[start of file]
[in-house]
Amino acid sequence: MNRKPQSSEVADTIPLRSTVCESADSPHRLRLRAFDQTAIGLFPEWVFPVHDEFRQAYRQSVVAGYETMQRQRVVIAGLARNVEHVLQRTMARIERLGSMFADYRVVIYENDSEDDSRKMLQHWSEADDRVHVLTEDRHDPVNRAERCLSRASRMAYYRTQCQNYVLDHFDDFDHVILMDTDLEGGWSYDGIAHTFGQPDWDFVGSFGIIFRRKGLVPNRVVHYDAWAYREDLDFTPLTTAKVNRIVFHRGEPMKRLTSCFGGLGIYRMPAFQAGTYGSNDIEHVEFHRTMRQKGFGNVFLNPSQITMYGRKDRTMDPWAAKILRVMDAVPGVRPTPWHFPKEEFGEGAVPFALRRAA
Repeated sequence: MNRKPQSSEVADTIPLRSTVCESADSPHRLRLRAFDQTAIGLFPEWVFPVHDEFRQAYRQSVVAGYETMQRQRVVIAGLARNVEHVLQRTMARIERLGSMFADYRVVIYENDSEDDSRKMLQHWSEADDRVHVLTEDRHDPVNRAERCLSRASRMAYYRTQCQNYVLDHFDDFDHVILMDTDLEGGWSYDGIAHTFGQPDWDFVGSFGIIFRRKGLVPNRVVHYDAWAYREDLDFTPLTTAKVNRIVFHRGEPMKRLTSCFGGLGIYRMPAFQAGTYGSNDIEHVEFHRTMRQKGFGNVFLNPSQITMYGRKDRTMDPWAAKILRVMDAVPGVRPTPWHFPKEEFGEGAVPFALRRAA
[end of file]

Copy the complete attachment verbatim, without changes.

[in-house]
Amino acid sequence: MNRKPQSSEVADTIPLRSTVCESADSPHRLRLRAFDQTAIGLFPEWVFPVHDEFRQAYRQSVVAGYETMQRQRVVIAGLARNVEHVLQRTMARIERLGSMFADYRVVIYENDSEDDSRKMLQHWSEADDRVHVLTEDRHDPVNRAERCLSRASRMAYYRTQCQNYVLDHFDDFDHVILMDTDLEGGWSYDGIAHTFGQPDWDFVGSFGIIFRRKGLVPNRVVHYDAWAYREDLDFTPLTTAKVNRIVFHRGEPMKRLTSCFGGLGIYRMPAFQAGTYGSNDIEHVEFHRTMRQKGFGNVFLNPSQITMYGRKDRTMDPWAAKILRVMDAVPGVRPTPWHFPKEEFGEGAVPFALRRAA
Repeated sequence: MNRKPQSSEVADTIPLRSTVCESADSPHRLRLRAFDQTAIGLFPEWVFPVHDEFRQAYRQSVVAGYETMQRQRVVIAGLARNVEHVLQRTMARIERLGSMFADYRVVIYENDSEDDSRKMLQHWSEADDRVHVLTEDRHDPVNRAERCLSRASRMAYYRTQCQNYVLDHFDDFDHVILMDTDLEGGWSYDGIAHTFGQPDWDFVGSFGIIFRRKGLVPNRVVHYDAWAYREDLDFTPLTTAKVNRIVFHRGEPMKRLTSCFGGLGIYRMPAFQAGTYGSNDIEHVEFHRTMRQKGFGNVFLNPSQITMYGRKDRTMDPWAAKILRVMDAVPGVRPTPWHFPKEEFGEGAVPFALRRAA